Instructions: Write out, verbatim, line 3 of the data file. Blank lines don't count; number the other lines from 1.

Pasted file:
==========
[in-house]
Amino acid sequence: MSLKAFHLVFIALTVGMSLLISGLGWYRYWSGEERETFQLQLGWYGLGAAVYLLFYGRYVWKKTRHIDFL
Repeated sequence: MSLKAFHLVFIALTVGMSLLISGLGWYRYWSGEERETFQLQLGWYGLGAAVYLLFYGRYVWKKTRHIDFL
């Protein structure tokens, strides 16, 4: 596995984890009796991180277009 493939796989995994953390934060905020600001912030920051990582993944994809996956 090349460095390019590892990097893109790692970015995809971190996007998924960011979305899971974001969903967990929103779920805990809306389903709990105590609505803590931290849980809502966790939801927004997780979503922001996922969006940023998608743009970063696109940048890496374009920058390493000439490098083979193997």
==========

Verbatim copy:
Repeated sequence: MSLKAFHLVFIALTVGMSLLISGLGWYRYWSGEERETFQLQLGWYGLGAAVYLLFYGRYVWKKTRHIDFL